Vaping in the sights of this year’s Dirty Ashtray Award

Regulatory and compliance issues in the supply of ‘vaping’ products the focus of this year’s joint ACOSH/AMA award. 

The ‘Dirty Ashtray Award’, given annually by the Australian Council on Smoking and Health (ACOSH) and the AMA, has this year been jointly awarded to Queensland and Victoria, along with vape sellers who illegally supply e-cigarettes to young people.

Presenting the awards, outgoing AMA President Dr Omar Khorshid called on Queensland and Victoria to require all tobacco retailers to be licenced to protect young people from the enormous harm caused by tobacco products. 

“Inadequate priority has been given in these jurisdictions to implementing existing state laws, and ensuring compliance with those laws, to prevent the sale of illegal e-cigarettes to children and teenagers,” Dr Khorshid said.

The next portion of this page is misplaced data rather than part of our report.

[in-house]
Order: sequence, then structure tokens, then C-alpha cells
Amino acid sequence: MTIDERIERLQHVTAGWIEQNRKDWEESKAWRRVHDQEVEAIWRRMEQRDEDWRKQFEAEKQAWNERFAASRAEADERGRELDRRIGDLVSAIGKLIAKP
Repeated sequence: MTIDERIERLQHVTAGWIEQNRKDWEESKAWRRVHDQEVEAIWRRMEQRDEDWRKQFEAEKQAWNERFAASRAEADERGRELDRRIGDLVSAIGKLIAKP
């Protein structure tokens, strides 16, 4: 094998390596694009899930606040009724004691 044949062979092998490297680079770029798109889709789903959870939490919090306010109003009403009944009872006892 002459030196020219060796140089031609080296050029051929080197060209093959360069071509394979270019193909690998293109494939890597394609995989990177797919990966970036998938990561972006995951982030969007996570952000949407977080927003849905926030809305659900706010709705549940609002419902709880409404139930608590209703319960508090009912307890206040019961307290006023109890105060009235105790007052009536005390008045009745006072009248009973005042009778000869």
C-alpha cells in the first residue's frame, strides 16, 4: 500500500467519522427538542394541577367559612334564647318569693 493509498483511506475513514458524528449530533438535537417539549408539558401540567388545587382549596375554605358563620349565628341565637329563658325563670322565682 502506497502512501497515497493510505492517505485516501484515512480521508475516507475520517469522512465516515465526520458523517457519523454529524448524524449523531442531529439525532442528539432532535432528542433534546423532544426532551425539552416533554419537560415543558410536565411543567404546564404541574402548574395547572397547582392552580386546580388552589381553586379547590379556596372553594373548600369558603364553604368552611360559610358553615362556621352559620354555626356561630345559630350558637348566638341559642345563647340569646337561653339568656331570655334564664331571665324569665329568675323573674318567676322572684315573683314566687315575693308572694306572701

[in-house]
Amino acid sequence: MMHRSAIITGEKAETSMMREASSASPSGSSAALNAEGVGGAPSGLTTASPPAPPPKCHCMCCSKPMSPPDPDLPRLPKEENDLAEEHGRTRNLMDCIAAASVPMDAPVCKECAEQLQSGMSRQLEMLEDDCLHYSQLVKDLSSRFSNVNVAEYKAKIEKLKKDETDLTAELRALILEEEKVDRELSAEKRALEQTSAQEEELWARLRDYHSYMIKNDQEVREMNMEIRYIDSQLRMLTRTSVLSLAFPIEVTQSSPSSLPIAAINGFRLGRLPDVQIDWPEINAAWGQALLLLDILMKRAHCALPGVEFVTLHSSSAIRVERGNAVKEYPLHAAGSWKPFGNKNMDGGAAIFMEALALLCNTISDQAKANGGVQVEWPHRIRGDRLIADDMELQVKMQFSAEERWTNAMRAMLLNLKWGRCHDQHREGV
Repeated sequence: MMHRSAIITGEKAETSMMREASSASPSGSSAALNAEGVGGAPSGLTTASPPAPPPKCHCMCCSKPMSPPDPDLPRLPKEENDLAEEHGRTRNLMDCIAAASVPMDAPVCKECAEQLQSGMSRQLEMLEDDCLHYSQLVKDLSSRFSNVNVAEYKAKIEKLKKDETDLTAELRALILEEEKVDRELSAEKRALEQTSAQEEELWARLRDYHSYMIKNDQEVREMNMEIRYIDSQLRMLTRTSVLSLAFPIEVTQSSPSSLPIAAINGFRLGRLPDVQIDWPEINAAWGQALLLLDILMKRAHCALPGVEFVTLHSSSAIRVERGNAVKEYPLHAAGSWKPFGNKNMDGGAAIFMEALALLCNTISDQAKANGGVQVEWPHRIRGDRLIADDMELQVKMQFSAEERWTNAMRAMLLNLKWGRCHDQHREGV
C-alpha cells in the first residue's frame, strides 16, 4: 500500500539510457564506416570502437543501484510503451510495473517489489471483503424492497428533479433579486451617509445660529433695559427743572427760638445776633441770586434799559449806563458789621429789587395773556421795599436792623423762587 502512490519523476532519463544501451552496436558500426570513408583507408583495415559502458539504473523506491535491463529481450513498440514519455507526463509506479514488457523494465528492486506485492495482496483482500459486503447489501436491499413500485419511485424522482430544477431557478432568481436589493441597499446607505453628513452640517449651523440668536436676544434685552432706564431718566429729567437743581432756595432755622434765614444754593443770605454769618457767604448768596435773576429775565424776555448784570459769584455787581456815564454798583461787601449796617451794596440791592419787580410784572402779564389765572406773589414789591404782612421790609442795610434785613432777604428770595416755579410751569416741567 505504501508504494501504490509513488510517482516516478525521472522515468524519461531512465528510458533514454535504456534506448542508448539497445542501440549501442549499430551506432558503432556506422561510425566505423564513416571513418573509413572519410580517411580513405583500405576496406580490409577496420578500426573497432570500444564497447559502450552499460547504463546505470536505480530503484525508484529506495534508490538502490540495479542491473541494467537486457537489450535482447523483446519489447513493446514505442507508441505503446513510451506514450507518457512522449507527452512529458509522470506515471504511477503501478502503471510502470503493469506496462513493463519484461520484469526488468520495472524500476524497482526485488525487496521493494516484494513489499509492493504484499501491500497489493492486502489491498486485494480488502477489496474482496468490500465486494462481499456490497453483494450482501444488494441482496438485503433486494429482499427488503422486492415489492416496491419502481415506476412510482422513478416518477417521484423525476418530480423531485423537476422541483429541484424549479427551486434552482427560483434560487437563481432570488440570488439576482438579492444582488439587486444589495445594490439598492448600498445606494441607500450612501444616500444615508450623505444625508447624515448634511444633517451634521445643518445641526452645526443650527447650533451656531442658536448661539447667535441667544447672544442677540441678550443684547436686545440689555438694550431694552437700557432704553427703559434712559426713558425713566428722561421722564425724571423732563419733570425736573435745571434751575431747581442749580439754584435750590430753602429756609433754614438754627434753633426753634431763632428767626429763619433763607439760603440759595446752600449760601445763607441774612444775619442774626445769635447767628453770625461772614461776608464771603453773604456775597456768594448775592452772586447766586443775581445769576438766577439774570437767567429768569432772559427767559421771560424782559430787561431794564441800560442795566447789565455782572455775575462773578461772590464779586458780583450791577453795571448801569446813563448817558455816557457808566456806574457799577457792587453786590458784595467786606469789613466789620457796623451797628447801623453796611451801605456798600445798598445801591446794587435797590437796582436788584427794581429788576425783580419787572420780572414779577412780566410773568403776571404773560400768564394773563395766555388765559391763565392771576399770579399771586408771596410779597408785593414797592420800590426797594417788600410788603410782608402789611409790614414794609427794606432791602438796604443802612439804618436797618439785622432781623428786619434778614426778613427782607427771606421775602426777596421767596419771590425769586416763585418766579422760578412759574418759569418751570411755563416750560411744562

“Retailers of tobacco products in both states are not required to be licensed and this makes it very difficult to enforce existing laws and ensure compliance.”

Dr Khorshid said suppliers of vapes must be accountable for their part in undermining public health and safety.  

“It’s illegal in Australia to sell, supply or possess nicotine vaping products without a doctor’s prescription. However, a lack of enforcement means these products are easily accessible and available online and in shops across the country.”

“We are extremely concerned about the growing and unacceptable levels of e-cigarette use among young people aged 18–24 years and by secondary and primary school students. Many vaping products appeal directly to children with their bright, colourful packaging and fruity flavours – creating an illusion of being a safer alternative to smoking.”

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